Puzzle: This puzzle is not trivial to do, as even though there are distinct colours, they are scattered in many small regions. Very enjoyable nonetheless, with SureLox pieces fitting together unmistakably. Easiest place to start, I found, is the bottom green/turquoise/olive patch at the bottom with the adjacent white patches. The darker background in the top right corner is also relatively simple to complete. For the rest of the puzzle, it does not really make a difference which spirals to work on – they all slowly come together to complete the picture.
Notes: Spirobranchus giganteus, commonly known as Christmas tree worms, are tube-building polychaete worms belonging to the family Serpulidae. The worm is aptly named; both its common and Latin names refer to the two chromatically hued spiral structures, the most common feature seen by divers. Actually, the multicolored spirals are merely the worm’s highly derived respiratory structures.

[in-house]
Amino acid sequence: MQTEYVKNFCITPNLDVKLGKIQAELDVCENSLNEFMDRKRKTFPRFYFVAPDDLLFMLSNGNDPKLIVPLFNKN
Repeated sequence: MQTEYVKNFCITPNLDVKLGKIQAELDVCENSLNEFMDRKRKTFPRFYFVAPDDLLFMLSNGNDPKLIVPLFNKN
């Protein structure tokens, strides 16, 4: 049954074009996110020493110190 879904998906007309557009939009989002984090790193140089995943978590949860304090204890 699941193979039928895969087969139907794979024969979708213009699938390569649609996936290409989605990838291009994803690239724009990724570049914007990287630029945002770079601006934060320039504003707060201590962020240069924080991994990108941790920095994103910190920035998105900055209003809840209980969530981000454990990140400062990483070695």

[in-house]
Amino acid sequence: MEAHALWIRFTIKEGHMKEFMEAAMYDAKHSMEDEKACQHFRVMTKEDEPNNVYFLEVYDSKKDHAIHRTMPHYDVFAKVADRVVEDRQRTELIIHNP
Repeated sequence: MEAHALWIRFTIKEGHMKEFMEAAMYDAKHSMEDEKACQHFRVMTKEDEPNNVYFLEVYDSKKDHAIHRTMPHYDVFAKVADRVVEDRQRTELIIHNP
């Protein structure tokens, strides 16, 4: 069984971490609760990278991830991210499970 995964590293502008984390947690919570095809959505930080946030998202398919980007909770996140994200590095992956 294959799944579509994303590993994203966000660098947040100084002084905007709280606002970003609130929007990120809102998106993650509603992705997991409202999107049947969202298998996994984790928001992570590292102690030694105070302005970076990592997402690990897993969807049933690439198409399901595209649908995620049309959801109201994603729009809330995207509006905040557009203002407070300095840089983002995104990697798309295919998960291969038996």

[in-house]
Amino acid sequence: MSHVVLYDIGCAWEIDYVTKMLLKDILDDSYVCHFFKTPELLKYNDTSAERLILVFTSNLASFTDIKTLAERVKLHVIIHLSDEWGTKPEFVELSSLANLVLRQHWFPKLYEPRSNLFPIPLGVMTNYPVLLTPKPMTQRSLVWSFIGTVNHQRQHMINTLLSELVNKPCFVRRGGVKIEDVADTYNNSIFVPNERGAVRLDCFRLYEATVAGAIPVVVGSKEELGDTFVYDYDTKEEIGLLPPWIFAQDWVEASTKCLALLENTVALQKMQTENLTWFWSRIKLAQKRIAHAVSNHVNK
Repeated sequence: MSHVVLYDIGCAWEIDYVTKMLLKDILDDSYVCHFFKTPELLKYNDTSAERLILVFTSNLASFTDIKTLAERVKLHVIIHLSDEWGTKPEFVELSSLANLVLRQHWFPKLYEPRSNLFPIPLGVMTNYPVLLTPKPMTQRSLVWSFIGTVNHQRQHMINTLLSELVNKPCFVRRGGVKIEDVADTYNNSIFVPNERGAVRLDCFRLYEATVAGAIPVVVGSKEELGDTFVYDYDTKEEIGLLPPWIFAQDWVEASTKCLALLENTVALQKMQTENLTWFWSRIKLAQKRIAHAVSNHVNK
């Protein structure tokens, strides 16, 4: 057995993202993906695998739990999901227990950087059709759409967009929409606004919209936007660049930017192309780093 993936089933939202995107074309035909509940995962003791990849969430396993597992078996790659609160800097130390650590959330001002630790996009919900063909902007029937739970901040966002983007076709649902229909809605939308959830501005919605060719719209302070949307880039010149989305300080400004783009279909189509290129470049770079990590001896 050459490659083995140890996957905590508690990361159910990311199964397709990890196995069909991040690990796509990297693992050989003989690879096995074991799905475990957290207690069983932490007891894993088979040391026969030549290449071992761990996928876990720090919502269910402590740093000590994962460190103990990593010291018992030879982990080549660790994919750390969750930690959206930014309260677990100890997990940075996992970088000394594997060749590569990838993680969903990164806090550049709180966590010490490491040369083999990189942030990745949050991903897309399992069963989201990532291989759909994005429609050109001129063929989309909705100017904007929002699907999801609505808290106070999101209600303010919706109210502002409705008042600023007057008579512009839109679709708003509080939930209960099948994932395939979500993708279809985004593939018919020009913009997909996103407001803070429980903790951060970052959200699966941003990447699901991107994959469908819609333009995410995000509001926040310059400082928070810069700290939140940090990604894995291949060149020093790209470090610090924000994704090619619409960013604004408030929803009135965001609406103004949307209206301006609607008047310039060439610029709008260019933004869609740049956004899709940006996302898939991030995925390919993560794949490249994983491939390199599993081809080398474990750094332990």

The worms’ most distinct features are two “crowns” shaped like Christmas trees. These are highly modified prostomial palps, which are specialized mouth appendages. Each spiral is composed of feather-like tentacles called radioles, which are heavily ciliated and cause any prey trapped in them to be transported to the worm’s mouth. While they are primarily feeding structures, S. giganteus also uses its radioles for respiration; hence, the structures commonly are called “gills.” [Wiki]